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What is indecent is that Adria Richards completely invented the bit about forking being a sexual reference ( https://news.ycombinator.com/item?id=5398681 ), escalated her discomfort to the level of internet drama, got her employer SendGrid to support her, and didn't exactly go out of her way to petition PlayHaven to unfire one of the two guys involved. And she's now sticking to her guns even after profusive apologies from the offenders. All she had to do was turn around and ask the guys to stop making sex jokes.

This will blow over, the guy will get a new job, but my god, it's a pretty serious defect if an immature joke about penises overheard in public can get you fired.

The best thing to do is let SendGrid and PlayHaven know your thoughts:

http://sendgrid.com/contact.html

http://www.playhaven.com/contact

The only hope I have for a positive outcome here is for either company to step in and try to clean up the mess. If they don't, I'd recommend avoiding both of them. Someone that stands up for public humiliation is not somebody you want to work with.

Related submissions about this story:

https://news.ycombinator.com/item?id=5391667

https://news.ycombinator.com/item?id=5399065




The outcome I'd want to see is for both companies and Adria Richards to apologize.

I would want him to be offered his job back (but I hope he gets better offers and I wouldn't be shocked if he hasn't already. I would certainly call him up for an interview).

If public humiliation is the new modus operandi, then it seems it is a double edged sword. I think her reputation is forever tarnished.

Maybe she had good intentions (but the more I look at the situation, and her penis reference later, less likely it seems) but her execution and decision making cost a father of 3 kids to lose his job, and his face is all over Twitter.

She was a no-name before this. I had never heard of her. Have you? Now she at the top of everyone's lips. She does talking engagements and advocacy. Well you connect the dots yourself.


My impression is that Adria Richards is not that kind of a person to apologize.


mine to, i also get the impression she is one to overreact and then justify her actions later.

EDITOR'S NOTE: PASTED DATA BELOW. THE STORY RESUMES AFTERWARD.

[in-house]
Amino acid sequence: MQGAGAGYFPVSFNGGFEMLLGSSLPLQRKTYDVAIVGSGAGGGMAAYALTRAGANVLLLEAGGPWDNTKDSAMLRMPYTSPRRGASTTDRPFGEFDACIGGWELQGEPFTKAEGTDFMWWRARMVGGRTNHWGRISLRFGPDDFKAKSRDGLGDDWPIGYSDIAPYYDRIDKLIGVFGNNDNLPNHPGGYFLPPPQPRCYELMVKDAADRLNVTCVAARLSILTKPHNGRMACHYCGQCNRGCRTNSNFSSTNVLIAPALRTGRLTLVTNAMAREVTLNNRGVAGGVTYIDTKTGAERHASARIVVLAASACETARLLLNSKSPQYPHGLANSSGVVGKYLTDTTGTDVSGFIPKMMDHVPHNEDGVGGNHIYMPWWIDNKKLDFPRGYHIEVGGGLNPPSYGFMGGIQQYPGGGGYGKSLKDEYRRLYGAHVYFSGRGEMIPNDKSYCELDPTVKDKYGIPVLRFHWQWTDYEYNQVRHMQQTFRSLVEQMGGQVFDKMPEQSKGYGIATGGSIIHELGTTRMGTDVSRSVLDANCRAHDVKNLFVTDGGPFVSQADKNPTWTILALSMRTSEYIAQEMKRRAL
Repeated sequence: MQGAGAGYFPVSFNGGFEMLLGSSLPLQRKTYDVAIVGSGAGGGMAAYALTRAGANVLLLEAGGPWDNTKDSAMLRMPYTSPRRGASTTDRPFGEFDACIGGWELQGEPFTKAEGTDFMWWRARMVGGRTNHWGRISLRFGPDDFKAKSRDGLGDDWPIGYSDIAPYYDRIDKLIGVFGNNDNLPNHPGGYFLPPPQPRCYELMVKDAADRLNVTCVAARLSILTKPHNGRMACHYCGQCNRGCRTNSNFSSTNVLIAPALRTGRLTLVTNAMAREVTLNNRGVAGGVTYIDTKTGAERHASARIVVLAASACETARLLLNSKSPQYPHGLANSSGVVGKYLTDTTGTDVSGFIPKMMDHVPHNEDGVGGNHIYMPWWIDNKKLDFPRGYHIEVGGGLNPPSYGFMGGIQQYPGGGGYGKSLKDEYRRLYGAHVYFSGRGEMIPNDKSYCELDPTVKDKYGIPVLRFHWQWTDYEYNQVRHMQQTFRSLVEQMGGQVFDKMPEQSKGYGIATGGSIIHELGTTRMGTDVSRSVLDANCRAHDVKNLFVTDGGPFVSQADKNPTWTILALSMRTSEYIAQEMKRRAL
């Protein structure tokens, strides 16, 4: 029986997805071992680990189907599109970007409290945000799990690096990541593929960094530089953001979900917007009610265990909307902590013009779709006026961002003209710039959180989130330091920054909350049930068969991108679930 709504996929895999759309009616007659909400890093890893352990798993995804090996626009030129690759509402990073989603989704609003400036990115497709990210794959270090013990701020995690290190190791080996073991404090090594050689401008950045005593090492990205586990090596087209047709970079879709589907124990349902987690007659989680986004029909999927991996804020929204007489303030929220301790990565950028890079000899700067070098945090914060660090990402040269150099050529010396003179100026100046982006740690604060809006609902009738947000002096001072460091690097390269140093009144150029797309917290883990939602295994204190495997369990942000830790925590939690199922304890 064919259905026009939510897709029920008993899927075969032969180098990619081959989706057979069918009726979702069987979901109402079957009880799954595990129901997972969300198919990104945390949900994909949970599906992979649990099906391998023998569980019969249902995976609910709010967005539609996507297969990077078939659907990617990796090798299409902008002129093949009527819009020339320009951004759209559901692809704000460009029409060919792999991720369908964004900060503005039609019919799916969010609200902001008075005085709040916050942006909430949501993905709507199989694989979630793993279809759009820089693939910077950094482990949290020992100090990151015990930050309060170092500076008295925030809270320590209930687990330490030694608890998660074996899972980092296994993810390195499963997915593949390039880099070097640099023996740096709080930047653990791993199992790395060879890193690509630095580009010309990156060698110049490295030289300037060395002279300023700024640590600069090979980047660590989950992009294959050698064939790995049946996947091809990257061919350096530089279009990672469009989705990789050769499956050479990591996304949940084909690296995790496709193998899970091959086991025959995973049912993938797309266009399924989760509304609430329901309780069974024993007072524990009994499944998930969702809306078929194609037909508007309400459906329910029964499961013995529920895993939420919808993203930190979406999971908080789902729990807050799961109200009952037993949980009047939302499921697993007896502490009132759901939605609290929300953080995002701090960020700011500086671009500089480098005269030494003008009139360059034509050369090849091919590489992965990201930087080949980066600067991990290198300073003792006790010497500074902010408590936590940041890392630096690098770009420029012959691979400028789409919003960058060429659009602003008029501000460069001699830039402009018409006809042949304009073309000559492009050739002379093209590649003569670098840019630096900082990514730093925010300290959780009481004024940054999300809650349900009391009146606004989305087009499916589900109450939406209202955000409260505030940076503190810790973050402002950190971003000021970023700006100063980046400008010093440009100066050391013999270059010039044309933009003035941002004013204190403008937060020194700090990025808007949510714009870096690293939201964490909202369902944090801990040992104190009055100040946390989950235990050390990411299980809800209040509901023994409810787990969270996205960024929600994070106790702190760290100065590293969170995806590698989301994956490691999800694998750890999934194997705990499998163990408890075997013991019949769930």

Come on, she's a women... it is in her nature to overreact :-)


This, unlike the statements made by the two gentlemen at PyCon, is plainly sexism...


Well, to be honest, I hope that the fight for feminism hasn't gone so far as to mandate that "there are no psychological and behavioral differences between men and women at all" be taught as The One Truth.


You have to appreciate the irony of punishing my sexist joke in this specific thread.

(I do anyway)


Its not irony because the incident discussed here isn't sexism, its attention whoring. What you said was blatant.


Agreed, I flagged it.


This remark is unacceptable and harmful


This isn't reddit.



I'm waiting for the T-shirts about Forking and dongles to come out. This is going to be a meme now.

Also, April 1st is around the corner. It would be classic if github removed the "fork" button in response to it being offensive.


The repo they use for demos at GitHub says something like "fork? fork you!"


You write:

> All she had to do was turn around and ask the guys to stop making sex jokes.

But I think one of the important points here is that women should not NEED to turn around and ask the guys to stop making sex jokes. The need to ask (or resign oneself to putting up with the hostile environment) is itself a burden. Would it be acceptable to make "dumb nigger" jokes as long as anytime an African American asks you to stop you stop making the jokes while they're in the room?

I am not arguing that they WERE making sex jokes, or that it rose to the level of a firing offense, just that "she could have asked us to stop" is not a good argument. In fact, they WERE asked to stop (or rather, not to start), by the organizers of PyCon before the conference ever started. That is exactly what PyCon's non-harassment policy is about.


Can't we please advance women's rights without criminalizing sexuality by likening it to a racist hate crime? And also can we stop advocating this notion that women are delicate flowers whose fragile ears need to be protected from any mention of sex whatsoever?


As stated by others, sex jokes are not necessarily sexist jokes.


> I am not arguing that they WERE making sex jokes, or that it rose to the level of a firing offense, just that "she could have asked us to stop" is not a good argument.

What was the appropriate response, then? I honestly think assertive and honest feedback is often the most effective way to curb unwanted behavior.

> But I think one of the important points here is that women should not NEED to turn around and ask the guys to stop making sex jokes.

Most of the time they don't. We're talking about exception handling, here. Just because a situation is less than ideal (i.e. two guys making phallic jokes at a conference) does not automatically validate a DEFCON 4 response.


Tweeting a picture isn't a DEFCON 4 response. I don't really think that it's that problematic- they were breaking the rules of the conference that they had agreed to, and calling someone out publicly is a very common method of enforcing social norms. It's not necessarily the most nuanced or feel-good method, but it's not like they had an expectation of privacy while in a crowded convention room. The overreaction here came from the guy's company, and we really don't know the whole story there.


>Tweeting a picture isn't a DEFCON 4 response.

Agree to disagree. Short of legal action or physical violence, extra-public shaming (Twitter) is about as escalated a response as I can think of.


Sex jokes are not hate speech.


How do you not recognize you're conflating two entirely different things here?




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